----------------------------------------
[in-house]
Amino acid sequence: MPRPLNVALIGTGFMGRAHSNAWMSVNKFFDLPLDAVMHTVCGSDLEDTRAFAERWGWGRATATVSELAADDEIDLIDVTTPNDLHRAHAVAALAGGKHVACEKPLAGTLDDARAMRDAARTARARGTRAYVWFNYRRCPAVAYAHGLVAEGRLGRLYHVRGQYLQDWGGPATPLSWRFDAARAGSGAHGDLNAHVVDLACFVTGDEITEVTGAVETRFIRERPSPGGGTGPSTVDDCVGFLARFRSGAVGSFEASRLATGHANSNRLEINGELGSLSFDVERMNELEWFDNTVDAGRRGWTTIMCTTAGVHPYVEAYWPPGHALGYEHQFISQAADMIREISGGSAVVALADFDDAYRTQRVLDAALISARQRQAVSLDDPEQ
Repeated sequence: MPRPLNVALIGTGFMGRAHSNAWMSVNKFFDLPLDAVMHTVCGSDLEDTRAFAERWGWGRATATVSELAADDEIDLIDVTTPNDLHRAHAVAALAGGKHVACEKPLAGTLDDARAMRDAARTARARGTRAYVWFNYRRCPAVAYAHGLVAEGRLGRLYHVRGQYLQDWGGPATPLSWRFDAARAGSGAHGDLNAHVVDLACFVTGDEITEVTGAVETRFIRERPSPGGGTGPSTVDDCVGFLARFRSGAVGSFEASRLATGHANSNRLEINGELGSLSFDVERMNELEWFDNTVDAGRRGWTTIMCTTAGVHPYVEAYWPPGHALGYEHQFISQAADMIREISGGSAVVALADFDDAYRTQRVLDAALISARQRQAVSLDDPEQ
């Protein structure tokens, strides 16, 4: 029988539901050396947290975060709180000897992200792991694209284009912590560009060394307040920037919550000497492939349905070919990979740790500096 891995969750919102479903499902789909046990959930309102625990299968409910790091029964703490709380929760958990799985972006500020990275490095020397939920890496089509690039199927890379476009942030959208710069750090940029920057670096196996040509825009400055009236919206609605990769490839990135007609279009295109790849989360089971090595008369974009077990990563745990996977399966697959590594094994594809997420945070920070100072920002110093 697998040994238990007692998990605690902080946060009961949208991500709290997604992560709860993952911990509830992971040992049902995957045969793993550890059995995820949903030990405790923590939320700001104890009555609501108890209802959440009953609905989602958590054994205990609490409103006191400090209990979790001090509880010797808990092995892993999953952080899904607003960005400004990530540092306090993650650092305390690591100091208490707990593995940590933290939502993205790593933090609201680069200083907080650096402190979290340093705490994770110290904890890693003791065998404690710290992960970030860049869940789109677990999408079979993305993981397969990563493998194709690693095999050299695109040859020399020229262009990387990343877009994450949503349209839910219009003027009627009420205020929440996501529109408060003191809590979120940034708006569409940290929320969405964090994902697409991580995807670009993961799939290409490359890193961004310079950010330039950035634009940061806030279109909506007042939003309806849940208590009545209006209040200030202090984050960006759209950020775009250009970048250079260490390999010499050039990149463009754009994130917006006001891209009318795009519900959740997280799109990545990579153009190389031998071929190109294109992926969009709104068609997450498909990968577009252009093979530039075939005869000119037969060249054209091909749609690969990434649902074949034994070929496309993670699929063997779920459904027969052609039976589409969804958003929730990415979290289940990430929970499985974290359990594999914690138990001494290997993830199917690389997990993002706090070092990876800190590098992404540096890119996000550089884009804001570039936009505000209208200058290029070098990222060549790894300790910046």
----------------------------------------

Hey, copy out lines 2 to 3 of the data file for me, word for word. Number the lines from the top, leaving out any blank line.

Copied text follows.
Amino acid sequence: MPRPLNVALIGTGFMGRAHSNAWMSVNKFFDLPLDAVMHTVCGSDLEDTRAFAERWGWGRATATVSELAADDEIDLIDVTTPNDLHRAHAVAALAGGKHVACEKPLAGTLDDARAMRDAARTARARGTRAYVWFNYRRCPAVAYAHGLVAEGRLGRLYHVRGQYLQDWGGPATPLSWRFDAARAGSGAHGDLNAHVVDLACFVTGDEITEVTGAVETRFIRERPSPGGGTGPSTVDDCVGFLARFRSGAVGSFEASRLATGHANSNRLEINGELGSLSFDVERMNELEWFDNTVDAGRRGWTTIMCTTAGVHPYVEAYWPPGHALGYEHQFISQAADMIREISGGSAVVALADFDDAYRTQRVLDAALISARQRQAVSLDDPEQ
Repeated sequence: MPRPLNVALIGTGFMGRAHSNAWMSVNKFFDLPLDAVMHTVCGSDLEDTRAFAERWGWGRATATVSELAADDEIDLIDVTTPNDLHRAHAVAALAGGKHVACEKPLAGTLDDARAMRDAARTARARGTRAYVWFNYRRCPAVAYAHGLVAEGRLGRLYHVRGQYLQDWGGPATPLSWRFDAARAGSGAHGDLNAHVVDLACFVTGDEITEVTGAVETRFIRERPSPGGGTGPSTVDDCVGFLARFRSGAVGSFEASRLATGHANSNRLEINGELGSLSFDVERMNELEWFDNTVDAGRRGWTTIMCTTAGVHPYVEAYWPPGHALGYEHQFISQAADMIREISGGSAVVALADFDDAYRTQRVLDAALISARQRQAVSLDDPEQ